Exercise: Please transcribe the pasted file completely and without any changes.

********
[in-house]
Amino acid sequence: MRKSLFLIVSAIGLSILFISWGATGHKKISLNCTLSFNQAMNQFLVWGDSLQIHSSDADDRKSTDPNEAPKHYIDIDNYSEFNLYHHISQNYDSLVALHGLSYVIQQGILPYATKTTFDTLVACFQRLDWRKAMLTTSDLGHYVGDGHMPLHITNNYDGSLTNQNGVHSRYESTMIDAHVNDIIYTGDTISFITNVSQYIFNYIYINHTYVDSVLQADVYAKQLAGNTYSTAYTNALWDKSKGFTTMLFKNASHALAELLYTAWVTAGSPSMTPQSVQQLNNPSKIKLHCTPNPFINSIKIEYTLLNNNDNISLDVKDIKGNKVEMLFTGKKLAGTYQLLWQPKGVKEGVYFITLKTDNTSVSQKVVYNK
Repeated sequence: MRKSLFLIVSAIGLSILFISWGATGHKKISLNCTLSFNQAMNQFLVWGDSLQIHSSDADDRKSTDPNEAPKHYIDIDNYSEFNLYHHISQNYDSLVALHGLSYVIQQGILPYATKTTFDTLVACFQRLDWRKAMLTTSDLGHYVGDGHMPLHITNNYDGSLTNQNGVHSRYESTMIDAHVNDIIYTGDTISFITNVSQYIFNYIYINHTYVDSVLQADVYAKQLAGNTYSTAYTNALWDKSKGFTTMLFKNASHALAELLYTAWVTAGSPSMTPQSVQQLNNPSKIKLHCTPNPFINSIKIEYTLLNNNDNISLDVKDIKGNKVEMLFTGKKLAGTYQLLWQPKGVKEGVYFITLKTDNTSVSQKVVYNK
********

[in-house]
Amino acid sequence: MRKSLFLIVSAIGLSILFISWGATGHKKISLNCTLSFNQAMNQFLVWGDSLQIHSSDADDRKSTDPNEAPKHYIDIDNYSEFNLYHHISQNYDSLVALHGLSYVIQQGILPYATKTTFDTLVACFQRLDWRKAMLTTSDLGHYVGDGHMPLHITNNYDGSLTNQNGVHSRYESTMIDAHVNDIIYTGDTISFITNVSQYIFNYIYINHTYVDSVLQADVYAKQLAGNTYSTAYTNALWDKSKGFTTMLFKNASHALAELLYTAWVTAGSPSMTPQSVQQLNNPSKIKLHCTPNPFINSIKIEYTLLNNNDNISLDVKDIKGNKVEMLFTGKKLAGTYQLLWQPKGVKEGVYFITLKTDNTSVSQKVVYNK
Repeated sequence: MRKSLFLIVSAIGLSILFISWGATGHKKISLNCTLSFNQAMNQFLVWGDSLQIHSSDADDRKSTDPNEAPKHYIDIDNYSEFNLYHHISQNYDSLVALHGLSYVIQQGILPYATKTTFDTLVACFQRLDWRKAMLTTSDLGHYVGDGHMPLHITNNYDGSLTNQNGVHSRYESTMIDAHVNDIIYTGDTISFITNVSQYIFNYIYINHTYVDSVLQADVYAKQLAGNTYSTAYTNALWDKSKGFTTMLFKNASHALAELLYTAWVTAGSPSMTPQSVQQLNNPSKIKLHCTPNPFINSIKIEYTLLNNNDNISLDVKDIKGNKVEMLFTGKKLAGTYQLLWQPKGVKEGVYFITLKTDNTSVSQKVVYNK